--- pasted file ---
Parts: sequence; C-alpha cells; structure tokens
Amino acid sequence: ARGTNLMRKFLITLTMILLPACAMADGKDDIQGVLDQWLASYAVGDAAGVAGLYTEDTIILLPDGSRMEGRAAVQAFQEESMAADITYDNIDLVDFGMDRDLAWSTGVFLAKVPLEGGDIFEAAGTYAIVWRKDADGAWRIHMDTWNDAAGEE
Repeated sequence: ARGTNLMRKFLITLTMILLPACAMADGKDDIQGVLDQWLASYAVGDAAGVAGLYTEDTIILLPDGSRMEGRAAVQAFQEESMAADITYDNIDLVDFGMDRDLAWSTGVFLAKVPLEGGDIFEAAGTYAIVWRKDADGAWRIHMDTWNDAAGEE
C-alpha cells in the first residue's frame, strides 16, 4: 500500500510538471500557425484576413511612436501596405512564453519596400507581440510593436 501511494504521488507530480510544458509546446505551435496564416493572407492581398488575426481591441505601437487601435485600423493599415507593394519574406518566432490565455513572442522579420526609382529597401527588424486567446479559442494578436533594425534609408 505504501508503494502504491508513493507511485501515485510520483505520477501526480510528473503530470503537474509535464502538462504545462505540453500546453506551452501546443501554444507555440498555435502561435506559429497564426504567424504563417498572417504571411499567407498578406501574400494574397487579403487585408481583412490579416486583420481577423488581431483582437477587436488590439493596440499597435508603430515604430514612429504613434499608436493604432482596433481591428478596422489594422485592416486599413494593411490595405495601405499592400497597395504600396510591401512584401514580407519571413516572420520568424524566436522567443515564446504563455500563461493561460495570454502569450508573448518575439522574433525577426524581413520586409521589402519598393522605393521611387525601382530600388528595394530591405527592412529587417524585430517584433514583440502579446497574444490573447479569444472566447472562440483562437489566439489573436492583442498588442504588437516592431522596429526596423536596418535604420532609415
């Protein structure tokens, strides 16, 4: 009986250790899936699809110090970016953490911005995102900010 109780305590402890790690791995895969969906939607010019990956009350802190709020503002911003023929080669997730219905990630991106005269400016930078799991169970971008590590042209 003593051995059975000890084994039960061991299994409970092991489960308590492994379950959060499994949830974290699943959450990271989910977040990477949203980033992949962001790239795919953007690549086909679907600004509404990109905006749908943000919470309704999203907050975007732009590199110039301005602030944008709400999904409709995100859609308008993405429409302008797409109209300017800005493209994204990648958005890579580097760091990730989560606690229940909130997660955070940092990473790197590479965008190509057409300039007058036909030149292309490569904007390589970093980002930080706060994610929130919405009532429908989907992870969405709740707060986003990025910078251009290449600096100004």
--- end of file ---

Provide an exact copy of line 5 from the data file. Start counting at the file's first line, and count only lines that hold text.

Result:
């Protein structure tokens, strides 16, 4: 009986250790899936699809110090970016953490911005995102900010 109780305590402890790690791995895969969906939607010019990956009350802190709020503002911003023929080669997730219905990630991106005269400016930078799991169970971008590590042209 003593051995059975000890084994039960061991299994409970092991489960308590492994379950959060499994949830974290699943959450990271989910977040990477949203980033992949962001790239795919953007690549086909679907600004509404990109905006749908943000919470309704999203907050975007732009590199110039301005602030944008709400999904409709995100859609308008993405429409302008797409109209300017800005493209994204990648958005890579580097760091990730989560606690229940909130997660955070940092990473790197590479965008190509057409300039007058036909030149292309490569904007390589970093980002930080706060994610929130919405009532429908989907992870969405709740707060986003990025910078251009290449600096100004």